Multiplying Two Binary Numbers

Rick LyonsMarch 16, 20117 comments

I just encountered what I think is an interesting technique for multiplying two integer numbers. Perhaps some of the readers here will also find it interesting.

Here's the technique: assume we want to multiply 18 times 17. We start by writing 18 and 17, side-by-side in column A and column B, as shown at the top of Figure 1. Next we divide the 18 at the top of column A by two, retaining only the integer part of the division, and double the 17 at the top of column B. The results of those two operations are the 9 and the 34 in the second row of Figure 1.

We continue in a similar manner by dividing the 9 in the second row of column A by two, retaining only the integer part of the division, and double the 34 in the second row of column B. Those results are the 4 and the 68 in the third of Figure 1. We continue these operations until the bottom number in column A is unity.

Figure 1

The next step is to cross out all the numbers in column B whose associated column A numbers are even. We show that in Figure 2. The final step is to sum all the remaining (uncrossed) numbers in column B. That is, 34 + 272 = 306, which is the desired product of our original 18 and 17 numbers.

Figure 2

The reason this scheme works is because when we divide the number in column (A) by two and examine the result to see if it's odd or even, those two operations are the same as right-shifting the binary version of the number in column (A) and determining if the least significant bit is a one or a zero. Repeating this process identifies the locations of all the ones within the binary version of the (A) number.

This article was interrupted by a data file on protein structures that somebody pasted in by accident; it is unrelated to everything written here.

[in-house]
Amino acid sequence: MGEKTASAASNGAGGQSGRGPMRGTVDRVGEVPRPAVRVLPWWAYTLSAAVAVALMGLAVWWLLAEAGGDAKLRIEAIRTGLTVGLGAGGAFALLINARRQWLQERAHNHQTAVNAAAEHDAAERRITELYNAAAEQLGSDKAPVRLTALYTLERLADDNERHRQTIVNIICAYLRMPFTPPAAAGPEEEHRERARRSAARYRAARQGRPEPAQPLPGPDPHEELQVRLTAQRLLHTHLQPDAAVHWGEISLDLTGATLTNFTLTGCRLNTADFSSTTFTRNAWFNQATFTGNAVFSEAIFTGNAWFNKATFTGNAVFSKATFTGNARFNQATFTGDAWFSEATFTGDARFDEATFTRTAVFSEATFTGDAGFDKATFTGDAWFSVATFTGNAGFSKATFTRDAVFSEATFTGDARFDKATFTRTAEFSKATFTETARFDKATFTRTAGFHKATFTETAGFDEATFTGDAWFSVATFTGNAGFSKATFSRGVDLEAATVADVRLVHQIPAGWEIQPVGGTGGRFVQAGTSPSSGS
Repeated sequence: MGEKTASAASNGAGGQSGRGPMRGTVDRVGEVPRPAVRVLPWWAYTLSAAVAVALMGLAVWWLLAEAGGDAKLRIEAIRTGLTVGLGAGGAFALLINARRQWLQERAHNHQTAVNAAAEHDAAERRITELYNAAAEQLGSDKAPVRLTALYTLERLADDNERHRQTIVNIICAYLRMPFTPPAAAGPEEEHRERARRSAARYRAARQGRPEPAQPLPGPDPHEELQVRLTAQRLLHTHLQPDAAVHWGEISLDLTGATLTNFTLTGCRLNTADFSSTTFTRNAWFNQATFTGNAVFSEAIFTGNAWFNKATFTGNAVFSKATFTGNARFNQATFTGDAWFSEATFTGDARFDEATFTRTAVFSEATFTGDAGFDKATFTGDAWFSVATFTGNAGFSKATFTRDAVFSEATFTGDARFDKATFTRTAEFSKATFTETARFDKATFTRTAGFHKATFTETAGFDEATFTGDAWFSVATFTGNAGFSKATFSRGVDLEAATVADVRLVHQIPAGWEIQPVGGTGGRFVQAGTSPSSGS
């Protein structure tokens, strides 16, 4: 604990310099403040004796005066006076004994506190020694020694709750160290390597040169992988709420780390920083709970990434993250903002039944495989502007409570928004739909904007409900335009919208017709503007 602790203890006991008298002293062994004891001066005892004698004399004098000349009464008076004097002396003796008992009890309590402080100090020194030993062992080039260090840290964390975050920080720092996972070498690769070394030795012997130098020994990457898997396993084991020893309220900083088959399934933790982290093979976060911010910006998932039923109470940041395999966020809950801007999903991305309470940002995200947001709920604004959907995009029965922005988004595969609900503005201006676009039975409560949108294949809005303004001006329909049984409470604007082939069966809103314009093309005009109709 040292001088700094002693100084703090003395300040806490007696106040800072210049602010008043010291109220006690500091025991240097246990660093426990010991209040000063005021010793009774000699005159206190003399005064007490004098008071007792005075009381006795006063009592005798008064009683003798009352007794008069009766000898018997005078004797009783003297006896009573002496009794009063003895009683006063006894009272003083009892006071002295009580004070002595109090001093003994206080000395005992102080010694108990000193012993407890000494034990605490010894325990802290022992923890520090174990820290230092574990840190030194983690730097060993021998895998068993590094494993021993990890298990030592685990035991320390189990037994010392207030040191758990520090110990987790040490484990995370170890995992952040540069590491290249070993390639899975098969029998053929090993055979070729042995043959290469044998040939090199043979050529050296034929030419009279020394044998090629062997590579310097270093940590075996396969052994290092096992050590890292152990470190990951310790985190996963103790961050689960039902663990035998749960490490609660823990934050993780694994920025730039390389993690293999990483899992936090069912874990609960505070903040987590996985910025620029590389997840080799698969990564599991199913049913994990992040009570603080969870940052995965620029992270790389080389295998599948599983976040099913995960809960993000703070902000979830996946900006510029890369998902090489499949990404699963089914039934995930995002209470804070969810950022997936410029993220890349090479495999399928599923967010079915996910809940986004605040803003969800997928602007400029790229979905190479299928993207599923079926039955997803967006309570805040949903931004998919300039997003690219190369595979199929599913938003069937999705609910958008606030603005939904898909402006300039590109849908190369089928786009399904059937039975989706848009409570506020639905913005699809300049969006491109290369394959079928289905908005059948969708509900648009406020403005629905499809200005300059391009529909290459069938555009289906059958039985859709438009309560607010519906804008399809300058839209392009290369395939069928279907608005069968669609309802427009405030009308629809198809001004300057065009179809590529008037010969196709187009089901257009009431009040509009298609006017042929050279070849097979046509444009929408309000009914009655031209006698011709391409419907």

This multiplication requires only compares, binary shifts, and accumulations. According to Sir Thomas L. Heath, this multiplication method was known to the ancient Egyptians, but in modern times it is called the "Russian peasant's" method [1]. In practice, to minimize the computational workload, it's smart to put the smallest of our two original integers in column A and the largest integer in column B. (I wonder if there are any simple microcontrollers, with no built-in multiply capabilities, that have architectures enabling efficient implementation of this technique.)

Here's a snippet of Matlab code implementing this multiplication technique:

%  Filename: Binary_Multiply_Russian.m
  %  Models the "Russian peasant's" method of multiplying 
  %  two integer numbers ("x" times "y").
  %   [Lyons, 2011]
  clear, clc